Factorising into Single Brackets
Factorising means putting the algebraic expression back into brackets. You will have already studied expanding brackets. Factorising is the reverse process. You will have already learnt how to simplify algebraic expressions. In the example below we see that 7x + 14 when factorised into single brackets is 7(x + 2). Once you sucessfully factorise an expression, you can check the answer by expanding the brackets.
What Are Factorising Into Single Brackets Examples?
Factorising examples below including 2x + 6, 7x + 42, 10x - 5, 48 + 96x. When factorised 2x + 6 equals 2(x + 3), 7x + 42 equals 7(x + 6), 10x - 5 equals 5(2x -1), 48 + 96x = 12(4 + 8x). The questions factorise into single brackets.
How Do You Factorise Quadratic Equations?
Once you learn how to factorise expressions into single brackets, students learn how to factorise quadratic expressions. Quadratic expressions have its highest power as two. Quadratic expressions usually begin with x2, or there may be a coefficient before x2, such as 6x2 + 5x + 1, in this case 6 is the coefficient before x2. The example below shows how to factorise the expression x2 + 11x + 24 using a grid method.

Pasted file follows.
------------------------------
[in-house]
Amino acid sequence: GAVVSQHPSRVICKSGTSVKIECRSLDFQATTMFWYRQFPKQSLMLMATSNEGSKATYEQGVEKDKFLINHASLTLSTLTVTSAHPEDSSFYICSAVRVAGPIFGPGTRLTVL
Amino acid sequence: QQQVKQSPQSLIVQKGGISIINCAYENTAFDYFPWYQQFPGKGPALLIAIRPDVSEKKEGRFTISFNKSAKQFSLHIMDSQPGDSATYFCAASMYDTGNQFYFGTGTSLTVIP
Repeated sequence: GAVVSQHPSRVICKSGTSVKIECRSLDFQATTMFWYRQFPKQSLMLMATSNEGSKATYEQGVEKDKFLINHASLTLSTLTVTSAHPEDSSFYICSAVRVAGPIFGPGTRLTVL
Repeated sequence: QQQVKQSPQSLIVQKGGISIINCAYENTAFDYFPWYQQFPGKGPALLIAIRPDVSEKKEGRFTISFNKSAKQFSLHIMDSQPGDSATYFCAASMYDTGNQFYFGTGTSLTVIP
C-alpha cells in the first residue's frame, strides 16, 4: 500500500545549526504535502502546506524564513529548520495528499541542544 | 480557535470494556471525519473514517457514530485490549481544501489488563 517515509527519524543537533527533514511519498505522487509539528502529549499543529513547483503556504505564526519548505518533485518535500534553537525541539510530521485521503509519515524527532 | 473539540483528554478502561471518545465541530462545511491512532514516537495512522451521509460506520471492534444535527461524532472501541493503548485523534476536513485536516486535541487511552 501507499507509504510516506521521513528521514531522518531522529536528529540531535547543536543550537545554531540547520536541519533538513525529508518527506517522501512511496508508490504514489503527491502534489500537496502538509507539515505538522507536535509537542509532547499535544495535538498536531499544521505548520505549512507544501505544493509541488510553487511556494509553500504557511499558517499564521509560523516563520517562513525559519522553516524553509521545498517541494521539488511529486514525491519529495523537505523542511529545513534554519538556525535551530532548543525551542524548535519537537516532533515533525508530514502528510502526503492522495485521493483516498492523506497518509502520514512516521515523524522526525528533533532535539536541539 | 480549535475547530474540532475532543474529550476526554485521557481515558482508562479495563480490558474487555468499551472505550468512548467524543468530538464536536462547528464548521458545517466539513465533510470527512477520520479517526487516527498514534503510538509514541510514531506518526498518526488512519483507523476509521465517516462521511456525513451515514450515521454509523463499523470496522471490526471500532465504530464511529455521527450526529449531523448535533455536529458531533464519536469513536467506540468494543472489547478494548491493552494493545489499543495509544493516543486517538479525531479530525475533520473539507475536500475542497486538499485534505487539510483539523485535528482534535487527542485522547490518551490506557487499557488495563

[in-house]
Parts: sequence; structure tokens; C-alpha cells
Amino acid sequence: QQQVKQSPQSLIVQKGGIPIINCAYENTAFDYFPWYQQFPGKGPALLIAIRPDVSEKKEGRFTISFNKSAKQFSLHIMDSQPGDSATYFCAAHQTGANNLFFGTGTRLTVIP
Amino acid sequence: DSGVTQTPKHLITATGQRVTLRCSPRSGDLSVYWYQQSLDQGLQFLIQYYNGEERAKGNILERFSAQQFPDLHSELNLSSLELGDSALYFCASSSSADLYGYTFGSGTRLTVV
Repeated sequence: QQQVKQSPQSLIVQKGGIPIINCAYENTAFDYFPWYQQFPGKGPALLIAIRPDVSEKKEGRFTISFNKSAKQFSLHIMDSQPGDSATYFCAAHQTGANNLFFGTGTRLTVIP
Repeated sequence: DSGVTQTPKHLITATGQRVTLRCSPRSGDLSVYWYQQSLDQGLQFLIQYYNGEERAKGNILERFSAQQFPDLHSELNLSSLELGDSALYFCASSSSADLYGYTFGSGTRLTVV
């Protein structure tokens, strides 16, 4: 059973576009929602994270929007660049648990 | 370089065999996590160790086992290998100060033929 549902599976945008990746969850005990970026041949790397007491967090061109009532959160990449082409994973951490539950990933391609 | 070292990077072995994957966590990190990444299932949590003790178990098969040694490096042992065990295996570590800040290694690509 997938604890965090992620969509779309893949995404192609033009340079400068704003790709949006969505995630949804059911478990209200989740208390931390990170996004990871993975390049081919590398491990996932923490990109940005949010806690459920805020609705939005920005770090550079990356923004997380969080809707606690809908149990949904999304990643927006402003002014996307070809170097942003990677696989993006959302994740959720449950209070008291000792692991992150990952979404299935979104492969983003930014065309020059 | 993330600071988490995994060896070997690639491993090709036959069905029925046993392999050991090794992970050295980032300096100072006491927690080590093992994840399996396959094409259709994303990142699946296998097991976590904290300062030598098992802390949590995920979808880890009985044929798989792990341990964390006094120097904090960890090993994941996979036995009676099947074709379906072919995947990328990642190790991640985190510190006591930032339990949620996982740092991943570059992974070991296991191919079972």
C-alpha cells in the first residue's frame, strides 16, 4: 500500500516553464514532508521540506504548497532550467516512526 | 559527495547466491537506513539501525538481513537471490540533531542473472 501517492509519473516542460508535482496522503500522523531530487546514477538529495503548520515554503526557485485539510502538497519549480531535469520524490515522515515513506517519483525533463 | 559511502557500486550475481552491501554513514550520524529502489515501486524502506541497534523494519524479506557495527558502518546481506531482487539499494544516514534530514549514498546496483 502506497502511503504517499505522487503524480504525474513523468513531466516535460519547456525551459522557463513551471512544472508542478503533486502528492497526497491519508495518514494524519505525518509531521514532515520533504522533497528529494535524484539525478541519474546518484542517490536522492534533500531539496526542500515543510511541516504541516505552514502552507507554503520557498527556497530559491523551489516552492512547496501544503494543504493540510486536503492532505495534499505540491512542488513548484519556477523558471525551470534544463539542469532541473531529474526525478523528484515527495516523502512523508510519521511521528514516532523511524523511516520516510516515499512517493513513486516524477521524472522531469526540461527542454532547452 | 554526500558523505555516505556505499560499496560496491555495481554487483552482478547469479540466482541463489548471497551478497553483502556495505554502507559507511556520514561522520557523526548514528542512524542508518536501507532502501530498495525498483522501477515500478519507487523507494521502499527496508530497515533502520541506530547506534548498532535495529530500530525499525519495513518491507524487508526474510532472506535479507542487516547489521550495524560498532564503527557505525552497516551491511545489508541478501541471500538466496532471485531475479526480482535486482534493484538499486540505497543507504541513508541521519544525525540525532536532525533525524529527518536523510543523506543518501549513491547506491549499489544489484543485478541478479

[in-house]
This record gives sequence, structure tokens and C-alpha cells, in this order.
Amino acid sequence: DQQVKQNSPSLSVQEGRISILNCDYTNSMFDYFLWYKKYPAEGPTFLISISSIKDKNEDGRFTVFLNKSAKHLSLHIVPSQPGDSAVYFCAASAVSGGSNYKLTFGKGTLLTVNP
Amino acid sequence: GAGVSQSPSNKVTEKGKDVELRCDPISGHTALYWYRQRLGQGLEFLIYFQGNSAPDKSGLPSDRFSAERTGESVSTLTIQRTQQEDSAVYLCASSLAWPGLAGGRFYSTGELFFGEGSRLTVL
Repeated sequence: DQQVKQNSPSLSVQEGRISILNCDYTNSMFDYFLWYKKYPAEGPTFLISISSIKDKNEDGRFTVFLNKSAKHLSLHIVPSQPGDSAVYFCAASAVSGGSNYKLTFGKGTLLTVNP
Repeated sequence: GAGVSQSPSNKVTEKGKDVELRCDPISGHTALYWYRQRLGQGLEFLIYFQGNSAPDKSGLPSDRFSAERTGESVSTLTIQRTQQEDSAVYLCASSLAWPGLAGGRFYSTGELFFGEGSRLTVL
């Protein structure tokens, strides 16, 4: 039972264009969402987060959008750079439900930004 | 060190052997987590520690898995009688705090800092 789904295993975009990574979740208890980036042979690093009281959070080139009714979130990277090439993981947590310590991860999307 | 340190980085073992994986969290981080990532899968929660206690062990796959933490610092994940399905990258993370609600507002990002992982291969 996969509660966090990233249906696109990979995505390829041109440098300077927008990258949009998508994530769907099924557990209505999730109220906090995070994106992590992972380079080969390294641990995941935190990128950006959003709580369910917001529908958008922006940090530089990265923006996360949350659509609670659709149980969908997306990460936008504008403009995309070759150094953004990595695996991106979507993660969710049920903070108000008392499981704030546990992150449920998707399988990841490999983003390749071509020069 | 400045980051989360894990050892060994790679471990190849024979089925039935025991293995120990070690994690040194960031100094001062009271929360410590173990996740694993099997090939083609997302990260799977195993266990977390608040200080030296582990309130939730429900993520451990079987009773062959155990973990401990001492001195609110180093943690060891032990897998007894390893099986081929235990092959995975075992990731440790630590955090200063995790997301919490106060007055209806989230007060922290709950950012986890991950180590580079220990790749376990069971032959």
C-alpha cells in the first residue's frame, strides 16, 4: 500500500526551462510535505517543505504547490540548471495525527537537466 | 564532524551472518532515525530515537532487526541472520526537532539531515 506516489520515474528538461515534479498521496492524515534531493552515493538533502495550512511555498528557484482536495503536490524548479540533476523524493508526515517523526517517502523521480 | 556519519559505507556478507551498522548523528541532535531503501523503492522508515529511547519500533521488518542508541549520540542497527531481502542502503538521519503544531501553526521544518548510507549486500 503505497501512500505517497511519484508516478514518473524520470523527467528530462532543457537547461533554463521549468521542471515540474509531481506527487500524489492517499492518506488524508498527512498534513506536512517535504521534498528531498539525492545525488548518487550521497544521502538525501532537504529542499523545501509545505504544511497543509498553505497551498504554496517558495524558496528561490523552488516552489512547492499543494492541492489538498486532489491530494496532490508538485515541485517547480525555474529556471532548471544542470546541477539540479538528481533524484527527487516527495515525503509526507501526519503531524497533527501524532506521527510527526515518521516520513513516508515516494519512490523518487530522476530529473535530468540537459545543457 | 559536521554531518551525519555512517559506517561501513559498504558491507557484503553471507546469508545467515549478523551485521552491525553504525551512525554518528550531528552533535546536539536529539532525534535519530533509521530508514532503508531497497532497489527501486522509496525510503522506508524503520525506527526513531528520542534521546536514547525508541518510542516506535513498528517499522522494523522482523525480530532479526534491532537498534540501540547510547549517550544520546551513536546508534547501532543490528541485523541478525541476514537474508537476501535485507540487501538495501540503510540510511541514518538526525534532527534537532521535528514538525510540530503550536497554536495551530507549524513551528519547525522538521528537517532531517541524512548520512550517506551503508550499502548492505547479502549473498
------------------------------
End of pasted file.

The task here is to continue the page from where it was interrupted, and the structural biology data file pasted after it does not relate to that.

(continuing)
Factorising Quadratic Equations Question 1
The example below factorising x² + 11x + 24 using a grid method. We find two numbers that multiply to get 24 and add together to make 11. The numbers are 3 and 8. The final answer is (x + 8)(x + 3).
Factorising Quadratic Equations 2
Factorising question 2 factorises x² - 5x - 84. We find two numbers that multiply to make - 84 (negative number), that also total together to make - 5 (negative five). The final answer is (x - 12)(x + 7). We check the answer by expanding the brackets.
Factorising Into Double Brackets - Question 3
Factorising questions below factorise (x + 1)(x + 3), (x - 4)(x + 3) and (3x - 2)(x + 2). This is the practice of factorising into double brackets.